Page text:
Your dishwasher doesn’t operate as well as it used to, and you’re tempted to buy a new one. “According to Consumer Savvy Tips, it’s fun to buy a new kitchen appliance, but if you’re on a budget, coming up with the needed cash may be difficult.”
Don’t give up on your old dishwasher yet. You can repair a lot of common problems without spending a lot of money.
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With the guidance of your owner’s manual, and a few repair tips, your dishwasher can be operating efficiently again.
General Maintenance Tips
Your dishwasher should still be operating efficiently 11-13 years later, with built- in models usually lasting longer than portable models. Tips to follow include:
Not overloading your dishwasher, and placing more fragile items on the top rack
Waiting until you have a full load to run the dishwasher, and following the manufacturer’s recommendations on types and amounts of detergent to use
Checking hoses regularly for cracks or leaks
Using citric acid periodically to remove stains
Cleaning the outside of the dishwasher with a cleaning cloth and dish soap when necessary, avoiding the control panel.
Repairing on a Limited Budget
If you need a replacement part, you may not need to spend extra money for name brand parts. Visit the local junkyard, and take the parts you need from these discarded dishwashers. You may be charged a fee, so ask about prices before you start stripping parts.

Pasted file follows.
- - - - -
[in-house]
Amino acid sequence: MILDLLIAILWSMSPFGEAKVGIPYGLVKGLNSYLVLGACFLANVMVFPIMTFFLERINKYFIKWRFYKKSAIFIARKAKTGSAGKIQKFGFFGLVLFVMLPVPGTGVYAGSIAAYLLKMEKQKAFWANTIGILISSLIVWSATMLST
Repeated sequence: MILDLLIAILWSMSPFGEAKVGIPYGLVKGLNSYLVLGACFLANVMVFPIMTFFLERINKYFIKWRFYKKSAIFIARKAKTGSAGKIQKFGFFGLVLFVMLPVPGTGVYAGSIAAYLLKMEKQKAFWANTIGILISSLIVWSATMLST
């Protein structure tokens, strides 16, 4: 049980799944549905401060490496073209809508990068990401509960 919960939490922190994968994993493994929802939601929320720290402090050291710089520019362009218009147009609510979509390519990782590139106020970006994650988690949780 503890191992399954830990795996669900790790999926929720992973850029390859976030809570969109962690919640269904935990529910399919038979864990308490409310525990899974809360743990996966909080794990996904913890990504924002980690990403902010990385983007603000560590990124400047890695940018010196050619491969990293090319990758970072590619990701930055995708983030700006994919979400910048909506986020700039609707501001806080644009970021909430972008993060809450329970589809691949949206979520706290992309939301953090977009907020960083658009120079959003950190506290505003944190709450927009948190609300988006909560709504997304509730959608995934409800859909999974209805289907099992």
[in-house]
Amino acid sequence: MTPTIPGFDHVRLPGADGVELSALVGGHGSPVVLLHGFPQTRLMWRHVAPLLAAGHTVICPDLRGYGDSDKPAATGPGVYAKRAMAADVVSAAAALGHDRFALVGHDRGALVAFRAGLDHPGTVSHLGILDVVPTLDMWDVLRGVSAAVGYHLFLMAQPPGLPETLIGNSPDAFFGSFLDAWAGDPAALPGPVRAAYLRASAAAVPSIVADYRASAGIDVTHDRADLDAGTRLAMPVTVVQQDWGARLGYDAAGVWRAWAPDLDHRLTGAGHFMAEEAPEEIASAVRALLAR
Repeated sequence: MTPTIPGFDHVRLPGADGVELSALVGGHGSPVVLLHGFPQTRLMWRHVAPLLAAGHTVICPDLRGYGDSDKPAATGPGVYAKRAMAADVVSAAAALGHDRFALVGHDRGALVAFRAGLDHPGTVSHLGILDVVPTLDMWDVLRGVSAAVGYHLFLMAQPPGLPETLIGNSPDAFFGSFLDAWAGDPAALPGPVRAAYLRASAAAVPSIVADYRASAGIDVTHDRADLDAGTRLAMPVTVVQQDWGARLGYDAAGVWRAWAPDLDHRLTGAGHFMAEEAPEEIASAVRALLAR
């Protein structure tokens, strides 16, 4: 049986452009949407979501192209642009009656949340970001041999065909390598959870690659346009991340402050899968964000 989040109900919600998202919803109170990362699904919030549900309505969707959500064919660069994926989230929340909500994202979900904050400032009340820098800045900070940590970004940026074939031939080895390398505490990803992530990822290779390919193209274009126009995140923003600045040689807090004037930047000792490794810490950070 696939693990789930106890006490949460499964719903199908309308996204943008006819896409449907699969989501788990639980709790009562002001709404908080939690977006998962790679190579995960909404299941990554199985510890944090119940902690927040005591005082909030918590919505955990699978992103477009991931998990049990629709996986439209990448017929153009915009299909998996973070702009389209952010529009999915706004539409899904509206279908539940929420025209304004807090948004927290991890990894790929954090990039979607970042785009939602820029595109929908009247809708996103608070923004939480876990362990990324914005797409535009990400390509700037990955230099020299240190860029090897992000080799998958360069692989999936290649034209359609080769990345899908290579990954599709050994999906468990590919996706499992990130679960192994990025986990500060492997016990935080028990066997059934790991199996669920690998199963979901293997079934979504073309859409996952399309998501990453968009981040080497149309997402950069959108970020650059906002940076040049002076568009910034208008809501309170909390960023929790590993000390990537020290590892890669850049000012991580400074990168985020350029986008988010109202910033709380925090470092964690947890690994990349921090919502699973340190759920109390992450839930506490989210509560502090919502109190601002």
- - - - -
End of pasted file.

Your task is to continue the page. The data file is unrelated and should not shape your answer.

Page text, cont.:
Visit thrift stores and recycle centers. You may be able to remove the part you need if the machine is going out for scrap, or waiting to be recycled.
Common Repair Problems
Dishes still dirty – Check to see if you’ve selected the proper wash cycle. Shorter cycles may save water and energy, but if that cycle is inappropriate for the load, the dishes won’t get clean.
Is the water hot enough? Turn on your kitchen faucet, and see how quickly the water heats up. If the water temperature is hot, see if the control knob can be turned up to a higher temperature.
Excessive food scraps may be clogging internal filters, so remove the filter and clean if necessary. To prevent a clogged filter, scrape food off dishes before loading into the dishwasher.
Detergent cups are often caked with old detergent, preventing cups from opening and dispensing the detergent. Scrape off old detergent, and if it’s caked too badly, buy new detergent cups.
Water Leaking- The main tub seal may be leaking. Located under the drain impeller, the main tub seal prevents water from leaking into the motor shaft. Water levels in the dishwasher should barely cover the heating element, and if levels are above that, water can leak.
A bent or deformed door latch allows water to leak from the door, and may need to be replaced.
An aging gasket or seal on the door or tub may not be sealing properly, and replacements need to be installed.